“How am I doing?” He was with the company for 2 months by then, with his team leader located abroad. For some reason, unrelated to his work, we sat down to talk – he and two of us team leaders. We finished a topic and then he started: since he was already there with us, maybe we could help. Nobody gave him any feedback regarding his performance.
Moments like these make my brain form a couple of new neural connections. There he was, a young software engineer, with decent experience, not merely interested but desperate to get some evaluation of his work. Many like him never speak out. Whom else have we been neglecting?
And so I set out to meet every one of my team members in private once a month, just to talk out how we feel about each other’s work and performance. Not formally, not in a framework, but openly and candidly. Beginnings are awkward, because people aren’t used to being able to speak freely. You see them sweating and avoiding eye contact. So you, the superior, start talking about yourself and your own mistakes. Then you make space. They will follow. And they will tell you what’s been wrong, often things you haven’t noticed at all.
Once you show yourself open to their criticism, they will open to yours. Turns out, they really do want to be better, and do want to stay on course of your expectations. While it’s inevitable that they’ll be drifting apart once in awhile, when you explain yourself and your motivations properly, they’ll quickly change and you can continue sailing at full speed.
I’ve yet to see a company that, having sound leadership, failed. I’ve also never seen one to succeed with bad leaders. And the surprise is that being a “good” or “bad” leader has nothing to do with how you treat people around you. You can be a tyrant (Steve Jobs), a bully (Bill Gates), a corsair (Larry Ellisson) or a friendly, passionate geek (Larry Page, Sergey Brin) and succeed nonetheless. But if you lead in the wrong direction, then boy, you’ll hit an iceberg sooner than you can spell “Titanic”.
This isn’t to say that you should immediately burn your copy of “How to Win Friends and Influence People” and start screaming around at your team like a drill instructor. But it does mean that if you’re not naturally a social, likeable person, trying to change yourself is probably a misallocated effort. You may rather want to spend time getting to know your market and learning as much as you can about your domain. Put a lot of work into becoming the best expert in your field.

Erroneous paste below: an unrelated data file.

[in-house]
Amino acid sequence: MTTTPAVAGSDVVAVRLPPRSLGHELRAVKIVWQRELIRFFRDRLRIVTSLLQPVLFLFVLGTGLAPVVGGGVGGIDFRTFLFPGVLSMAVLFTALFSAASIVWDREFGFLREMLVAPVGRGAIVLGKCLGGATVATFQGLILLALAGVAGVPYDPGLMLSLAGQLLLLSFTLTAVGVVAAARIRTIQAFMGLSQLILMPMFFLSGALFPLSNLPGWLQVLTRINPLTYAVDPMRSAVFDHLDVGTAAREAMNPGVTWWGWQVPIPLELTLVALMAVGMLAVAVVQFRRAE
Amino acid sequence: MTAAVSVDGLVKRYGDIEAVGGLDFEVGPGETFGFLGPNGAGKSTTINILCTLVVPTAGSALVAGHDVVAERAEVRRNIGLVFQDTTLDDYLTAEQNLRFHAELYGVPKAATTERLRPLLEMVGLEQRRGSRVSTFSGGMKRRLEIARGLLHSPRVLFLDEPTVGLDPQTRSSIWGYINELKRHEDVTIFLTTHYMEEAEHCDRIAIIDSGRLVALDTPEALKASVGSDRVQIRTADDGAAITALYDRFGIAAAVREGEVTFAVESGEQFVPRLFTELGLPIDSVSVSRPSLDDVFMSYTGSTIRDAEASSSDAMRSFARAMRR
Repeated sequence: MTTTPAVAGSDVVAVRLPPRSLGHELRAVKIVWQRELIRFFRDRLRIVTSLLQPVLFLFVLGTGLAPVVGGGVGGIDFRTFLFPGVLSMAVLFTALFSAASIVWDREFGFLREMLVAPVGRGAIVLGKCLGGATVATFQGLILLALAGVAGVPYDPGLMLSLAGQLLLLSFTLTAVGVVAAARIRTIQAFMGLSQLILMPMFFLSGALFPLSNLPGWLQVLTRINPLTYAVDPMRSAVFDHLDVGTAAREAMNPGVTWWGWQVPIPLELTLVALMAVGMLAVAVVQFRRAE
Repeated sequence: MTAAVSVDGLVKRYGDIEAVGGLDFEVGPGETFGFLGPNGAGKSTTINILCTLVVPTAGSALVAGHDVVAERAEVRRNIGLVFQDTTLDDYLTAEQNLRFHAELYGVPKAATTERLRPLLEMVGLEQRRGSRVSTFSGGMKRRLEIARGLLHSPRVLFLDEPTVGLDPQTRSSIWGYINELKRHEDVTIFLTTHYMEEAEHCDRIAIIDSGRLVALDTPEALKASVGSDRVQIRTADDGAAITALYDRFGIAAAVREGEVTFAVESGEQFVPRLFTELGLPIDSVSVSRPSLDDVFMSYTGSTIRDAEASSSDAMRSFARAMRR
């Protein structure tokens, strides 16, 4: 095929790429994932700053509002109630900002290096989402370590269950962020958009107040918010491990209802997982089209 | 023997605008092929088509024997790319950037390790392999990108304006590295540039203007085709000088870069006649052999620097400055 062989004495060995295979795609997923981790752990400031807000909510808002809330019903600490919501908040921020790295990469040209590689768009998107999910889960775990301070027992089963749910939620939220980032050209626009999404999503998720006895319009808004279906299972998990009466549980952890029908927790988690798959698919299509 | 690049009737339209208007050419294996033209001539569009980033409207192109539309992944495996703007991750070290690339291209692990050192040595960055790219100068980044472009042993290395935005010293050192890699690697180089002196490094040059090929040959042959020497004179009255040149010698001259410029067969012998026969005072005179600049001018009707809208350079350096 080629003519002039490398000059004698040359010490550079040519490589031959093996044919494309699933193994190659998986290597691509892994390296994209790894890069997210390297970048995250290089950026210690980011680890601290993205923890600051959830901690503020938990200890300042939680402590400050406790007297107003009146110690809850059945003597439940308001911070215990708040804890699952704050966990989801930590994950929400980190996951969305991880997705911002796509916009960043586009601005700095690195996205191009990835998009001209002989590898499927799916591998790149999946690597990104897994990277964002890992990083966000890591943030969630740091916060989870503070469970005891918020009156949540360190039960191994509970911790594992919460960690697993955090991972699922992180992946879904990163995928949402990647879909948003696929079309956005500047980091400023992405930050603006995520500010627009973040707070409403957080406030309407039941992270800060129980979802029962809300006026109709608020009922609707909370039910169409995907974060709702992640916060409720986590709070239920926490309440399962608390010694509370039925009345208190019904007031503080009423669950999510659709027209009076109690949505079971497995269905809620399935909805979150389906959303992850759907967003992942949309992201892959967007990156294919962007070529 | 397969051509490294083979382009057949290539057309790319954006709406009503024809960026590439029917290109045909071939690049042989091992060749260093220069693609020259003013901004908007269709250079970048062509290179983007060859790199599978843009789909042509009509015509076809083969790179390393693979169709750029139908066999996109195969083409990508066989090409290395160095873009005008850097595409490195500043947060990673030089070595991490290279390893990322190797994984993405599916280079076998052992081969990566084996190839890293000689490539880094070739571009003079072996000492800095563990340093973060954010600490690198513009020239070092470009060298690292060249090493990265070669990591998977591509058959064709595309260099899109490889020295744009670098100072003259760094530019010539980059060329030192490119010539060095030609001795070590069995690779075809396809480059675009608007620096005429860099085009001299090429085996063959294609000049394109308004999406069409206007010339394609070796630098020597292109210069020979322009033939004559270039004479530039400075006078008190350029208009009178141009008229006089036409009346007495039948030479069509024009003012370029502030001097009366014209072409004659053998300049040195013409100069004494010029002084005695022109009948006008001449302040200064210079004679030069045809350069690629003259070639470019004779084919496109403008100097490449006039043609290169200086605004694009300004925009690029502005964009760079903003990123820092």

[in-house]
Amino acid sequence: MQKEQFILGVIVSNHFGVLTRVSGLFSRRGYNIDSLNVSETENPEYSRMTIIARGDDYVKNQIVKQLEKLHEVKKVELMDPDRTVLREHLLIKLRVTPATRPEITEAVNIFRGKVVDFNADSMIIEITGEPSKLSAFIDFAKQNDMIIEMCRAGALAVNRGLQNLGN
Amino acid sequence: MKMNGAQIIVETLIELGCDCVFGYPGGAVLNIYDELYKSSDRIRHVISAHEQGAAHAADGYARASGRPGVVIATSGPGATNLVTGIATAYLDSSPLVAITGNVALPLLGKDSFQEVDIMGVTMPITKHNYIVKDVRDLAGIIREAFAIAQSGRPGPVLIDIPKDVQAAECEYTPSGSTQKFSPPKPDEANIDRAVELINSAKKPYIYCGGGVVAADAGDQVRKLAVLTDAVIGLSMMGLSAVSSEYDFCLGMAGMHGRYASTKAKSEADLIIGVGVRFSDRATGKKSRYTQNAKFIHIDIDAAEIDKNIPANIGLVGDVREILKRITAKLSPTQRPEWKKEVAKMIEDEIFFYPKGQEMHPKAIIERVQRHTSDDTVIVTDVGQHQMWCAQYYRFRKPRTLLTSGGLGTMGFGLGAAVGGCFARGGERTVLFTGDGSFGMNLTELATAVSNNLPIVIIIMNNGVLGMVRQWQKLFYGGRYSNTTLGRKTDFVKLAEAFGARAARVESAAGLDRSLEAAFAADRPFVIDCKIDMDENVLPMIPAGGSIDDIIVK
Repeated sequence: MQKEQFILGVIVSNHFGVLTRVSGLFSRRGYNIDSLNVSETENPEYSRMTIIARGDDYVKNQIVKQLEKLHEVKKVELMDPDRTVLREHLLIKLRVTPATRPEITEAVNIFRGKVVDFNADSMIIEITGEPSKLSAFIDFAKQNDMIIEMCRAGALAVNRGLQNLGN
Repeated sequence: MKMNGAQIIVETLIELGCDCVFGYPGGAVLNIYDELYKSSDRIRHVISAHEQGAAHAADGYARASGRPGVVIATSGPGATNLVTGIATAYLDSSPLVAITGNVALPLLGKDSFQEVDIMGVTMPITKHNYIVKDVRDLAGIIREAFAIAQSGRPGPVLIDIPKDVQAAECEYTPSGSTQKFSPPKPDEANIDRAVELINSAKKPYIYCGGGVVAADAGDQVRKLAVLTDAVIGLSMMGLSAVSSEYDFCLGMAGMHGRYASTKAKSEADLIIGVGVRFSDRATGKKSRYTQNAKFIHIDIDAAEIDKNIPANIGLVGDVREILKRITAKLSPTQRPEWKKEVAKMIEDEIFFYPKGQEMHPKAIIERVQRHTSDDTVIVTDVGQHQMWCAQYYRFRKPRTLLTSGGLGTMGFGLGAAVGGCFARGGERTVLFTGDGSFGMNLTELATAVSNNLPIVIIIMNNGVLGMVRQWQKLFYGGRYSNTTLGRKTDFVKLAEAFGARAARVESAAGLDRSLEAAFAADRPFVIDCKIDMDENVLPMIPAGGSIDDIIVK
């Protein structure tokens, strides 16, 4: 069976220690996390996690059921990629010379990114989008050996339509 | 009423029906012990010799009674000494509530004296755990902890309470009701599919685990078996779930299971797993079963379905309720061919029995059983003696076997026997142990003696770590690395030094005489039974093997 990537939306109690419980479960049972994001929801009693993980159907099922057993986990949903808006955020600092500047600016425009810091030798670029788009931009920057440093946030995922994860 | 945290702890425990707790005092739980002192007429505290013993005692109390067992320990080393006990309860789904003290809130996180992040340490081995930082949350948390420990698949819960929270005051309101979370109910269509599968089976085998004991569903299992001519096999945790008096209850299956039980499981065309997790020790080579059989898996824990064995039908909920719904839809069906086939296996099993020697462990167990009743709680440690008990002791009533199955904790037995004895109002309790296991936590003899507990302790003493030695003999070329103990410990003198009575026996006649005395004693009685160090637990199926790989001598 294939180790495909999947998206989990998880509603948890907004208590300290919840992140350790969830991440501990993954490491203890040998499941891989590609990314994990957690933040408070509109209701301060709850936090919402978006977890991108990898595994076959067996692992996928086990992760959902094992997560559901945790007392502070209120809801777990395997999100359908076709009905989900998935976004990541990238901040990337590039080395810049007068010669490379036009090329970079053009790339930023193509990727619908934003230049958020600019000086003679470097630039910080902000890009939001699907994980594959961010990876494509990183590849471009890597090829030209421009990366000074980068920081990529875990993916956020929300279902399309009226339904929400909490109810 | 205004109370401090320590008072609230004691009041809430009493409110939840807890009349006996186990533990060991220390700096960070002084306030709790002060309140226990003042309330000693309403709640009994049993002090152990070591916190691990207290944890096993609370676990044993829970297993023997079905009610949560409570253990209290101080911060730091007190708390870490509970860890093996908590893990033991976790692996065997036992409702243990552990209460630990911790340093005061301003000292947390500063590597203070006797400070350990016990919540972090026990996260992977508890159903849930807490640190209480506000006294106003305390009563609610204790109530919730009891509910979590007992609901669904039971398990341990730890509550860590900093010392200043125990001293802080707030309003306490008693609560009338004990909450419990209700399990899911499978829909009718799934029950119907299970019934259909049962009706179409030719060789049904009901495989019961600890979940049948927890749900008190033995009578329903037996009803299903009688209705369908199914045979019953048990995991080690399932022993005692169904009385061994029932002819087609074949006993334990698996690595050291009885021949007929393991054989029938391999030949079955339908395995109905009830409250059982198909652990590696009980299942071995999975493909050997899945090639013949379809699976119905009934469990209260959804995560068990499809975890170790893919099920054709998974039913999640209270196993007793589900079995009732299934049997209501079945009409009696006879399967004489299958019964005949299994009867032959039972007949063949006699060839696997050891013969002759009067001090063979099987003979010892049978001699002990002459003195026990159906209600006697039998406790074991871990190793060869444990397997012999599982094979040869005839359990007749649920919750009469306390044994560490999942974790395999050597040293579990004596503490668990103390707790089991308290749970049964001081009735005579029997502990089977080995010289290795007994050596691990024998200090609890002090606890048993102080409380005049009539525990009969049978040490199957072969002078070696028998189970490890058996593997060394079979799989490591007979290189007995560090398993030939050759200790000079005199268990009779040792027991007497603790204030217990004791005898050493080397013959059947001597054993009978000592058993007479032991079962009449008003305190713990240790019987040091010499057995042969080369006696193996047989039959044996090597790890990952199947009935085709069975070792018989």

Being a great leader may motivate people to row faster, but it won’t help anyone if you’re all heading for a cliff.
“Eat your broccoli!“, “Clean your room!“, “Brush your teeth!” Sounds familiar? It’s the tune of the past, when your parents controlled each and every aspect of your life. With the exception of toilet use, perhaps. For many people however, the past lives on. Parents turned into line managers, while kids remained kids, but with fancy titles: Senior Software Engineer, Enterprise Architect, etc. “Send that e-mail“, “call that guy“, “re-estimate that plan.” Smart managers turn orders into questions: “can you send that e-mail, please?” Sure, boss.
Parents order their offspring around assuming that children don’t have the required knowledge and experience to decide what to do, when and how. Many managers think along the same lines: if I don’t tell them what to do they’ll surely do it wrong. Great intentions with lousy results:
A manager is not super-human. He makes mistakes just like any other bloke and there’s absolutely no guarantee that his procedures and decisions are in any way more effective than anyone else’s. Managers are there to set goals and provide their subordinates with resources to move forward as they see fit. Any other form of management is just a waste of brainpower.
You cannot build a team merely by replacing “me” for “we” in communication. You won’t get there either by placing people in one room and giving them a common name. A team is much more than a group of individuals sharing the same space and some characteristics. What binds a team is spirit, not labels.
A leader’s role in team building is defining and distributing work in such a way, that naturally requires team cooperation to achieve goals. Ideally, failure to cooperate should result in failure of the whole team. Remember the movie “300“? Leonidas explains to the deformed Ephialtes how Spartans fight: as a single, impenetrable unit. Arm to arm, fighting the same enemy, protecting each other. That is team spirit.